For more information consult Practical Acupuncture for Horses application.


Angle of insertion

Needles are inserted at different angels in different parts of the body. There are three recognised angles.

  • Perpendicular – This means at an angle greater than 45 degrees to the body surface at the point location.
  • Acute or Tilted – This means at an angle between 30 and 45 degrees to the body surface at the point location.
  • Parallel – This means at an angle less than 30 degrees to the body surface at the point location.


Depth of insertion

Optimum and average depth

To obtain the full therapeutic effect of acupuncture, the needle must be inserted to the proper depth. Optimum depth of insertion will vary according to the size, condition and reaction of the horse to the needle. When the needle is inserted in the right spot and to the proper depth, the De Qi phenomenon should occur.

The Practical Acupuncture for Horses application provides guidance on the average needle insertion depth for each acupuncture point.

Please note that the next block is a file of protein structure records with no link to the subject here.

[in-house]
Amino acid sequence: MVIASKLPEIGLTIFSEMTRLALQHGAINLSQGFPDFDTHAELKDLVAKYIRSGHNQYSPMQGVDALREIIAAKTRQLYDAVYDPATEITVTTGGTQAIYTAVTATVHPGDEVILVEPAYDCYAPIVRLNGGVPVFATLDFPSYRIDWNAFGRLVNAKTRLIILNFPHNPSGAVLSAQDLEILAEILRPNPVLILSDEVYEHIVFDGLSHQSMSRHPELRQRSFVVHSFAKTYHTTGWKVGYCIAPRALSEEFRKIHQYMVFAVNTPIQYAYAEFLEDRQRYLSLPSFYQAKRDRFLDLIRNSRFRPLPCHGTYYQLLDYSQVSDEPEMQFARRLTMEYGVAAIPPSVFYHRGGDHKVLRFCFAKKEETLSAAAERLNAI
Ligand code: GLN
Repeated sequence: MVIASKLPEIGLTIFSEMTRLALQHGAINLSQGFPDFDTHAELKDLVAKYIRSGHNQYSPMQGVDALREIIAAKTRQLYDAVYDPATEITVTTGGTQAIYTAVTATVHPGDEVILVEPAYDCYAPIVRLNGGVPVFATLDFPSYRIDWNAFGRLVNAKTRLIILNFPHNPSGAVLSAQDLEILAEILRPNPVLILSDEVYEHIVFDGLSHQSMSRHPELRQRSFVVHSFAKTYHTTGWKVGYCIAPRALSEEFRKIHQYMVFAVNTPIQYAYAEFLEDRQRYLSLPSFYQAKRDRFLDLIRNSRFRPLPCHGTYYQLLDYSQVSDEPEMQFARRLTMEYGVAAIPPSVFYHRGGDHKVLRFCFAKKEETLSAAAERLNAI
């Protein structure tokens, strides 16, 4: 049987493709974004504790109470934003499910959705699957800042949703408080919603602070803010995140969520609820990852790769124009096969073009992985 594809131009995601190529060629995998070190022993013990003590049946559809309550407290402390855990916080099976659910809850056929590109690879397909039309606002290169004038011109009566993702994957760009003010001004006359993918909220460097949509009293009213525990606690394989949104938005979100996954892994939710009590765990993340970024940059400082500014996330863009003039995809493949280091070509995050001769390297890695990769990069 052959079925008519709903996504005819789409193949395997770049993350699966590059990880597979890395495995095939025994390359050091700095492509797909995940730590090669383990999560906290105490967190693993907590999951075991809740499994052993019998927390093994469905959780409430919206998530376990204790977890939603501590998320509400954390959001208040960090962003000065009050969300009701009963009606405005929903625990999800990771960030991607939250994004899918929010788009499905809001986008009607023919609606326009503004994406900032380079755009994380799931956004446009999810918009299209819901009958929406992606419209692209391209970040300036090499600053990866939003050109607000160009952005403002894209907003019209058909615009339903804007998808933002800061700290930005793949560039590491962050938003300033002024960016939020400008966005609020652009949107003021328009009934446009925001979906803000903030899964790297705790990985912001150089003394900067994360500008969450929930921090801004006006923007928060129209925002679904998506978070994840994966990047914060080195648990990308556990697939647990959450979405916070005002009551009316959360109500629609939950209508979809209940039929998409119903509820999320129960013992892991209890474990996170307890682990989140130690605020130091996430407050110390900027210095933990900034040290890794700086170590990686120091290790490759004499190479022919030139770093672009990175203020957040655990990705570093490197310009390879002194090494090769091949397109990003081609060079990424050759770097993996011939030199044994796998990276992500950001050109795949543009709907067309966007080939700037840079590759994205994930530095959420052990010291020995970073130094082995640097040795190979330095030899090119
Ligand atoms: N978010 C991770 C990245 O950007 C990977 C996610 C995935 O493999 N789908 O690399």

The De Qi phenomenon

In humans, this phenomenon is a distinctive sensation, which can be described as tingling, electricity surge or numbness. It is not easy to describe the sensation, which may vary between points. The best way to familiarise yourself with it is to undergo acupuncture treatment by a good human acupuncturist. It is a unique sensation.In a horse the phenomenon of De Qi can be evidenced by the animal’s reactions such as:

  • avoidance
  • lacrimation
  • muscular twitching
  • tail switching
  • vocalisation
  • salivation
  • ears flicking
  • wind passing
  • defecation
  • altered respiration
  • eye movement (similar to nystagmus).


The intensity of the signs varies. They can be very subtle and might vary between sites.  For example, when the needle is inserted in the back, the back will make an obvious movement when the correct depth is reached.  Similarly, in the hindquarters, the tail will be tucked in towards the body when the needle has reached the appropriate depth.  A needle inserted in the forelimb may cause the horse to raise its leg.

The sensation of De Qi or “arriving or capture of Qi” can also be felt by the practitioner.

The practitioner, while inserting and driving the needle into the musculature, can feel grasping of the needle (capture of Qi) by muscular tissue when the appropriate depth is reached.  It is a similar sensation to having a bite on a fishing line.  When one tries to pull the needle out it feels as if it’s secured with “latex glue”.